I’m a big fan of Matthew Reilly’s novels — they’re unashamedly fun, action-packed adventure stories writ large. There is always a lot of research behind the extravagant action, which keeps the story rooted in reality (slightly twisted on occasion, of course). Each new novel by the author is a very welcome addition to my library, and I have enjoyed each one I’ve read (I’ve fallen a bit behind, recently). The Great Zoo of China is no exception: this is an absolute blast of a read.

Continue reading

Interview with JEN WILLIAMS

WilliamsJen-AuthorPicLet’s start with an introduction: Who is Jen Williams?

I’m a writer from south-east London. I wear odd socks and live with my partner and our cat. I have a Lego fixation and I own too many notebooks. I don’t get as much sleep as I would like, but then I like to sleep a lot. I think those are the important things covered.

Your debut novel, The Copper Promise, is out now through Headline. How would you introduce the novel to a new reader?

I like to describe it as epic sword and sorcery, so you still get a fat book that could conceivably be used as a blunt weapon, but the story moves at a tremendous pace. Two sell-swords of dubious morals are employed by a mysterious lord to explore the haunted Citadel of Creos, only to find that not only does their employer have a destructive agenda of his own, but that the Citadel is forbidden for very good reasons. A terrible force is unleashed on the world, and our heroes have to deal with it, even though it looks like they won’t actually get paid.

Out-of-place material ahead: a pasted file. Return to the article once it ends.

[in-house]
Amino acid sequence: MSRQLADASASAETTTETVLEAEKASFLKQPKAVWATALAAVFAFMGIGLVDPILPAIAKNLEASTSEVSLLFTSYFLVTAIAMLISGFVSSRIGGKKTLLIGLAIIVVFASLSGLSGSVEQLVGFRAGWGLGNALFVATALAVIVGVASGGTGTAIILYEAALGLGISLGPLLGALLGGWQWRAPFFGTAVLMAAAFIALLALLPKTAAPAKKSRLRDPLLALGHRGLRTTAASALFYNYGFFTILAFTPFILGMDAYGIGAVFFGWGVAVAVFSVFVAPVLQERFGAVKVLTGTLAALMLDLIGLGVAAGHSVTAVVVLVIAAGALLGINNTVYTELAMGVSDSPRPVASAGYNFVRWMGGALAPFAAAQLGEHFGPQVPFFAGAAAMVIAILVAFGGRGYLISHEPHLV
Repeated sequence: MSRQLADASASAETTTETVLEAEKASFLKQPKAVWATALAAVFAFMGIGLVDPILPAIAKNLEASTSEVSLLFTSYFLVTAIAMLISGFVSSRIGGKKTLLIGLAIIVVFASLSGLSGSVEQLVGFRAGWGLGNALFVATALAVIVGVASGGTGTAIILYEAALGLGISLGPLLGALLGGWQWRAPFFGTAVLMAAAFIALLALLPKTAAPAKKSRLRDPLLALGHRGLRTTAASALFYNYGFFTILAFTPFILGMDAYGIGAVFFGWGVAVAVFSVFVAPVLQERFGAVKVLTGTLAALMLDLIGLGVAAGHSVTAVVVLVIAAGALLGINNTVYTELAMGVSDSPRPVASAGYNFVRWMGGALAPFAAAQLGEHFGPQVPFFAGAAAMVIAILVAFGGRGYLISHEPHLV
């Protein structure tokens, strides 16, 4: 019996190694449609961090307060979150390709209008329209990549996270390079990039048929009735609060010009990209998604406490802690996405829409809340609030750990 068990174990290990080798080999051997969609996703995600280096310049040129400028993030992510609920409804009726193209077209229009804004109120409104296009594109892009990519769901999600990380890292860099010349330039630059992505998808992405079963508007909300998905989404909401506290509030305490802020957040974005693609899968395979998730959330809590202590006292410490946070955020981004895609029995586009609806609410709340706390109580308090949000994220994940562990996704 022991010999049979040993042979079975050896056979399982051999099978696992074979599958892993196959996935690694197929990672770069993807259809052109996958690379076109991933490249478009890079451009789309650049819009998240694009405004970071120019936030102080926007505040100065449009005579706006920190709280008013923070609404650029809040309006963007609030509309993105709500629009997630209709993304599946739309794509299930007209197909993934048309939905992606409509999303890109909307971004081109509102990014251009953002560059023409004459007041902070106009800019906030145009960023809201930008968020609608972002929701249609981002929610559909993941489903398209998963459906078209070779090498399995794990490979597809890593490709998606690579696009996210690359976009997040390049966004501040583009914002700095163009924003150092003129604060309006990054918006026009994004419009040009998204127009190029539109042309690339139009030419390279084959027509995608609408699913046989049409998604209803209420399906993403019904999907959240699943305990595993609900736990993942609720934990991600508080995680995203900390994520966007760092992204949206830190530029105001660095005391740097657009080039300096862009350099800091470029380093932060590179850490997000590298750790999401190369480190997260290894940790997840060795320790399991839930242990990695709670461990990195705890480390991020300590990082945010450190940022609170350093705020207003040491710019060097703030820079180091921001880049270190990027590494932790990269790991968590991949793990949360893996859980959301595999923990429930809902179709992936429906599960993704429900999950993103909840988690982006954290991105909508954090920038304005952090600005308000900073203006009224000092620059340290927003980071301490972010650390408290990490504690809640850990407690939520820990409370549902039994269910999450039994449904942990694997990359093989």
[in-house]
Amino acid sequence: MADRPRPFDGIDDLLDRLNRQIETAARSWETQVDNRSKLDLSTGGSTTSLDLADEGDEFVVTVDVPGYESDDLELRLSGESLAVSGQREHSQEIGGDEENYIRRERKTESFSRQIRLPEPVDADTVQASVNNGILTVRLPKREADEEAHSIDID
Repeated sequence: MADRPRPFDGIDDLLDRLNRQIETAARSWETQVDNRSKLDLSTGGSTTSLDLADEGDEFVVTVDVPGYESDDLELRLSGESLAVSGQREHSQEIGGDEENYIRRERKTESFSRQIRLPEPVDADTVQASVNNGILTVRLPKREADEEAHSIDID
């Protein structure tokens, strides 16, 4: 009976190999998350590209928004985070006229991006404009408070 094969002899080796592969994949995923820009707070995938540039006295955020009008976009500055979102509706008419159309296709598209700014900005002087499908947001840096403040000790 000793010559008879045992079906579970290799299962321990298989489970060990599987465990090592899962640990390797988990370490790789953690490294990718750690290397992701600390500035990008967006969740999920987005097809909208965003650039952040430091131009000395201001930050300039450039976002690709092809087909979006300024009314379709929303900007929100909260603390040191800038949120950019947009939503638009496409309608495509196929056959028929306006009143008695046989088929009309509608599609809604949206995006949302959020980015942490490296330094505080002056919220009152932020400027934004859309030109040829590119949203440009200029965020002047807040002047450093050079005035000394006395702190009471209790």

What inspired you to write the novel? And where do you draw your inspiration from in general?

At the time, I had a few short stories out in the world, and I thought it would be interesting to release a series of novellas. I was also just coming out the other side of a serious Dragon Age: Origins obsession (a fantasy RPG videogame from Bioware) and my love of traditional fantasy had been reignited. I’d written books in various subgenres before, such as Urban Fantasy and Post-Apocalyptic Fantasy, or just Weird Secondary World stuff, but I’d never written something that was dragons, caverns, dungeons and taverns. I decided it would be fun to embrace all those lovely trappings of traditional fantasy, whilst writing them with a modern edge – there were a number of tropes I wanted to twist and play with, such as the Loveable Rogue, the Honorable Knight, and the Minions of the Dark Lord. I started writing the first novella (The Copper Promise: Ghosts of the Citadel) and fell in love with the world and the characters so much the quick novella project quickly became a big fat book.